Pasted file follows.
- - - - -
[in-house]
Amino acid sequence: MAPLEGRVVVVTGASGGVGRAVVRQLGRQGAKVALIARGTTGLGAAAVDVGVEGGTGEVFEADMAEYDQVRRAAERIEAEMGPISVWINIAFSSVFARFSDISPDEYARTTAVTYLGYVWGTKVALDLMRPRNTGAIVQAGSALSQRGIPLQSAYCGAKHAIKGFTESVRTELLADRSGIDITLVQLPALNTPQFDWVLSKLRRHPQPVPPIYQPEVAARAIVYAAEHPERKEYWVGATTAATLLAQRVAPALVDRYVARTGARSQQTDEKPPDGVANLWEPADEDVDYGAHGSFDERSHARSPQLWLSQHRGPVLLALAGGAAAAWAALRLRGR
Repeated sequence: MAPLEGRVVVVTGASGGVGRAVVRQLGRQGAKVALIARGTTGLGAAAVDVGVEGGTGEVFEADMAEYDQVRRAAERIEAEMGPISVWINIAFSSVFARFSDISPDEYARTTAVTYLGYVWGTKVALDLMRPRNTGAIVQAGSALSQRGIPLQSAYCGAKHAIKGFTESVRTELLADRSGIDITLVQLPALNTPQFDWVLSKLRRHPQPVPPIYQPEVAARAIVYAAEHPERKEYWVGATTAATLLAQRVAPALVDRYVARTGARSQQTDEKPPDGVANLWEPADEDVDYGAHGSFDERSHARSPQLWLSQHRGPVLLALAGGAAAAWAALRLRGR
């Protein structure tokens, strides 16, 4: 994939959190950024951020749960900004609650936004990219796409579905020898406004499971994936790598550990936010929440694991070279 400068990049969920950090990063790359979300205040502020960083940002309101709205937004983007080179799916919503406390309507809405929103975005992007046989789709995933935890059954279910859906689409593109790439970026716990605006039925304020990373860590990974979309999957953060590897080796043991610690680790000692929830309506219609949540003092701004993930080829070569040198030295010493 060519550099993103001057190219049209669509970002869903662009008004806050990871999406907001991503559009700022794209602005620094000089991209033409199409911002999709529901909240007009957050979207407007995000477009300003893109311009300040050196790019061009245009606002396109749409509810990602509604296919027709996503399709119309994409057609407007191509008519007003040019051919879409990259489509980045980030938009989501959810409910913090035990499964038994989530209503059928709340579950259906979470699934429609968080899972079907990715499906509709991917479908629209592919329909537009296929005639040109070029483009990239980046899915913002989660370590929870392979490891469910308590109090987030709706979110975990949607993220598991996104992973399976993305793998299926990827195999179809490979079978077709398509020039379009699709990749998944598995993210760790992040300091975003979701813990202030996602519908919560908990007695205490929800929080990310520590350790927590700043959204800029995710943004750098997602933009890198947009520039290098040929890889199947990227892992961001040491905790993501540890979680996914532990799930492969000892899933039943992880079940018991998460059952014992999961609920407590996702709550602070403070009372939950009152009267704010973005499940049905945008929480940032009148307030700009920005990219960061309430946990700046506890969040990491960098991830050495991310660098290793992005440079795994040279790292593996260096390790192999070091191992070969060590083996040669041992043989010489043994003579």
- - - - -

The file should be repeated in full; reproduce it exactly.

[in-house]
Amino acid sequence: MAPLEGRVVVVTGASGGVGRAVVRQLGRQGAKVALIARGTTGLGAAAVDVGVEGGTGEVFEADMAEYDQVRRAAERIEAEMGPISVWINIAFSSVFARFSDISPDEYARTTAVTYLGYVWGTKVALDLMRPRNTGAIVQAGSALSQRGIPLQSAYCGAKHAIKGFTESVRTELLADRSGIDITLVQLPALNTPQFDWVLSKLRRHPQPVPPIYQPEVAARAIVYAAEHPERKEYWVGATTAATLLAQRVAPALVDRYVARTGARSQQTDEKPPDGVANLWEPADEDVDYGAHGSFDERSHARSPQLWLSQHRGPVLLALAGGAAAAWAALRLRGR
Repeated sequence: MAPLEGRVVVVTGASGGVGRAVVRQLGRQGAKVALIARGTTGLGAAAVDVGVEGGTGEVFEADMAEYDQVRRAAERIEAEMGPISVWINIAFSSVFARFSDISPDEYARTTAVTYLGYVWGTKVALDLMRPRNTGAIVQAGSALSQRGIPLQSAYCGAKHAIKGFTESVRTELLADRSGIDITLVQLPALNTPQFDWVLSKLRRHPQPVPPIYQPEVAARAIVYAAEHPERKEYWVGATTAATLLAQRVAPALVDRYVARTGARSQQTDEKPPDGVANLWEPADEDVDYGAHGSFDERSHARSPQLWLSQHRGPVLLALAGGAAAAWAALRLRGR
């Protein structure tokens, strides 16, 4: 994939959190950024951020749960900004609650936004990219796409579905020898406004499971994936790598550990936010929440694991070279 400068990049969920950090990063790359979300205040502020960083940002309101709205937004983007080179799916919503406390309507809405929103975005992007046989789709995933935890059954279910859906689409593109790439970026716990605006039925304020990373860590990974979309999957953060590897080796043991610690680790000692929830309506219609949540003092701004993930080829070569040198030295010493 060519550099993103001057190219049209669509970002869903662009008004806050990871999406907001991503559009700022794209602005620094000089991209033409199409911002999709529901909240007009957050979207407007995000477009300003893109311009300040050196790019061009245009606002396109749409509810990602509604296919027709996503399709119309994409057609407007191509008519007003040019051919879409990259489509980045980030938009989501959810409910913090035990499964038994989530209503059928709340579950259906979470699934429609968080899972079907990715499906509709991917479908629209592919329909537009296929005639040109070029483009990239980046899915913002989660370590929870392979490891469910308590109090987030709706979110975990949607993220598991996104992973399976993305793998299926990827195999179809490979079978077709398509020039379009699709990749998944598995993210760790992040300091975003979701813990202030996602519908919560908990007695205490929800929080990310520590350790927590700043959204800029995710943004750098997602933009890198947009520039290098040929890889199947990227892992961001040491905790993501540890979680996914532990799930492969000892899933039943992880079940018991998460059952014992999961609920407590996702709550602070403070009372939950009152009267704010973005499940049905945008929480940032009148307030700009920005990219960061309430946990700046506890969040990491960098991830050495991310660098290793992005440079795994040279790292593996260096390790192999070091191992070969060590083996040669041992043989010489043994003579």